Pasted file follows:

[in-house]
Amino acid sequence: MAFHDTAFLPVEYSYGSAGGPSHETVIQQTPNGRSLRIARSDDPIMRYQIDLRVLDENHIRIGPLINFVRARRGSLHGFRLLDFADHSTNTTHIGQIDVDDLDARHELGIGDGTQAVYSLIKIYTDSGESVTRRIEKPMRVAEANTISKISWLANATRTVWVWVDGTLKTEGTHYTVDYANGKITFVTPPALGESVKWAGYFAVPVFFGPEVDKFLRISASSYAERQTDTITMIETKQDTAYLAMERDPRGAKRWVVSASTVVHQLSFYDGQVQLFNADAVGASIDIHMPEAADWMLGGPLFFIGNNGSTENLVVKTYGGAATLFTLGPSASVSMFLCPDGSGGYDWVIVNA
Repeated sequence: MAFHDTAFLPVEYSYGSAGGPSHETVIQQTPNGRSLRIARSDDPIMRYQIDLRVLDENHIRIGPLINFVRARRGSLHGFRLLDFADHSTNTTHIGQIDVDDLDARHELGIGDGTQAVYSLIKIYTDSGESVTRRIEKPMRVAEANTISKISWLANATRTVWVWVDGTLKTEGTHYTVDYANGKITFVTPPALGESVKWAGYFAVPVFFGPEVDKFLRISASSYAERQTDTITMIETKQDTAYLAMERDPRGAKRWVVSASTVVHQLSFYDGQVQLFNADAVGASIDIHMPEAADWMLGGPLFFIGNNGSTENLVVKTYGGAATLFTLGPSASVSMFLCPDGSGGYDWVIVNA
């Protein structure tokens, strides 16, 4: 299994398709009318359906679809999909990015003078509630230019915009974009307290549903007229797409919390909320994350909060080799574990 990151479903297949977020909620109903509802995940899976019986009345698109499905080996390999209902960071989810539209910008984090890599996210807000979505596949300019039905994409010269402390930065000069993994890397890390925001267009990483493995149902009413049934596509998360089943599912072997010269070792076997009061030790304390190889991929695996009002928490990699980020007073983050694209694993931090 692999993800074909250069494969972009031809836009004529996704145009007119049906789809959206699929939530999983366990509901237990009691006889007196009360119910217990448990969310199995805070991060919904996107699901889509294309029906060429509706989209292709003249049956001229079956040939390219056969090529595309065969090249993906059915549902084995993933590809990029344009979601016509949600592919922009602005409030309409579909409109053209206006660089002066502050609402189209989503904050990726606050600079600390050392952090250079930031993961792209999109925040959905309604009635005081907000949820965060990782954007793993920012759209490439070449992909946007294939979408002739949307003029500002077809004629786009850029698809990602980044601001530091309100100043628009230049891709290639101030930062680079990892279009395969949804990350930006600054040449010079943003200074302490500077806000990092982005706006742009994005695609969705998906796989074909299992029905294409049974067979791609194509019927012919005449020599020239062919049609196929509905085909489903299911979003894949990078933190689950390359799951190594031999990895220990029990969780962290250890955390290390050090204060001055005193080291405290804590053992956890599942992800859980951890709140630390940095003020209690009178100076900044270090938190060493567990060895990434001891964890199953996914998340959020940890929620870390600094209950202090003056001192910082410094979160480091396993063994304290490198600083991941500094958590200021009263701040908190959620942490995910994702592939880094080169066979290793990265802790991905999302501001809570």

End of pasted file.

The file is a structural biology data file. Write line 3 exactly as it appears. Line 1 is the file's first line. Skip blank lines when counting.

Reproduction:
Repeated sequence: MAFHDTAFLPVEYSYGSAGGPSHETVIQQTPNGRSLRIARSDDPIMRYQIDLRVLDENHIRIGPLINFVRARRGSLHGFRLLDFADHSTNTTHIGQIDVDDLDARHELGIGDGTQAVYSLIKIYTDSGESVTRRIEKPMRVAEANTISKISWLANATRTVWVWVDGTLKTEGTHYTVDYANGKITFVTPPALGESVKWAGYFAVPVFFGPEVDKFLRISASSYAERQTDTITMIETKQDTAYLAMERDPRGAKRWVVSASTVVHQLSFYDGQVQLFNADAVGASIDIHMPEAADWMLGGPLFFIGNNGSTENLVVKTYGGAATLFTLGPSASVSMFLCPDGSGGYDWVIVNA